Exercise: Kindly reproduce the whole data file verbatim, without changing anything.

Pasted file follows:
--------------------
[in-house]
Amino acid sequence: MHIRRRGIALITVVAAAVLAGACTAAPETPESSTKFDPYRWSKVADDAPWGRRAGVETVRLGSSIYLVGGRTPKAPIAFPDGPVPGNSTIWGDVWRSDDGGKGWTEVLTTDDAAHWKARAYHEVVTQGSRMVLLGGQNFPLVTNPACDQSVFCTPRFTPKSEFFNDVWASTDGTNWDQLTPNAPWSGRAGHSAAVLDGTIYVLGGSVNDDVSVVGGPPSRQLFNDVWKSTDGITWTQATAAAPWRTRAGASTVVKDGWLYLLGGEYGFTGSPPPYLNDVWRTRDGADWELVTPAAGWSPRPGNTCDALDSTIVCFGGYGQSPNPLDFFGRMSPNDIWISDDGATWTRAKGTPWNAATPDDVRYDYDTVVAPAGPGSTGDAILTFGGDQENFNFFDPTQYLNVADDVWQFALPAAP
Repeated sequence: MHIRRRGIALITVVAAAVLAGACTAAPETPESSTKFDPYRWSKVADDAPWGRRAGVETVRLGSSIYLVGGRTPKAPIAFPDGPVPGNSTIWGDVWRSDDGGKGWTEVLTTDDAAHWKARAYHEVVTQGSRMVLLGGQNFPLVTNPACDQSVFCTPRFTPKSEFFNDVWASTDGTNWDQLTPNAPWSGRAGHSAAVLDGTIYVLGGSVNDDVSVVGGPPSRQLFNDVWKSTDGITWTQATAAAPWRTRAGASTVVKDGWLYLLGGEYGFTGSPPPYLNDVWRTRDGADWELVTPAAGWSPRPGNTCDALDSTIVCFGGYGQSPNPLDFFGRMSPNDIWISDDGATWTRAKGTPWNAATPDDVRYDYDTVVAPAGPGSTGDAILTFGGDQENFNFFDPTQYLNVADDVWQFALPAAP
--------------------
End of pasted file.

[in-house]
Amino acid sequence: MHIRRRGIALITVVAAAVLAGACTAAPETPESSTKFDPYRWSKVADDAPWGRRAGVETVRLGSSIYLVGGRTPKAPIAFPDGPVPGNSTIWGDVWRSDDGGKGWTEVLTTDDAAHWKARAYHEVVTQGSRMVLLGGQNFPLVTNPACDQSVFCTPRFTPKSEFFNDVWASTDGTNWDQLTPNAPWSGRAGHSAAVLDGTIYVLGGSVNDDVSVVGGPPSRQLFNDVWKSTDGITWTQATAAAPWRTRAGASTVVKDGWLYLLGGEYGFTGSPPPYLNDVWRTRDGADWELVTPAAGWSPRPGNTCDALDSTIVCFGGYGQSPNPLDFFGRMSPNDIWISDDGATWTRAKGTPWNAATPDDVRYDYDTVVAPAGPGSTGDAILTFGGDQENFNFFDPTQYLNVADDVWQFALPAAP
Repeated sequence: MHIRRRGIALITVVAAAVLAGACTAAPETPESSTKFDPYRWSKVADDAPWGRRAGVETVRLGSSIYLVGGRTPKAPIAFPDGPVPGNSTIWGDVWRSDDGGKGWTEVLTTDDAAHWKARAYHEVVTQGSRMVLLGGQNFPLVTNPACDQSVFCTPRFTPKSEFFNDVWASTDGTNWDQLTPNAPWSGRAGHSAAVLDGTIYVLGGSVNDDVSVVGGPPSRQLFNDVWKSTDGITWTQATAAAPWRTRAGASTVVKDGWLYLLGGEYGFTGSPPPYLNDVWRTRDGADWELVTPAAGWSPRPGNTCDALDSTIVCFGGYGQSPNPLDFFGRMSPNDIWISDDGATWTRAKGTPWNAATPDDVRYDYDTVVAPAGPGSTGDAILTFGGDQENFNFFDPTQYLNVADDVWQFALPAAP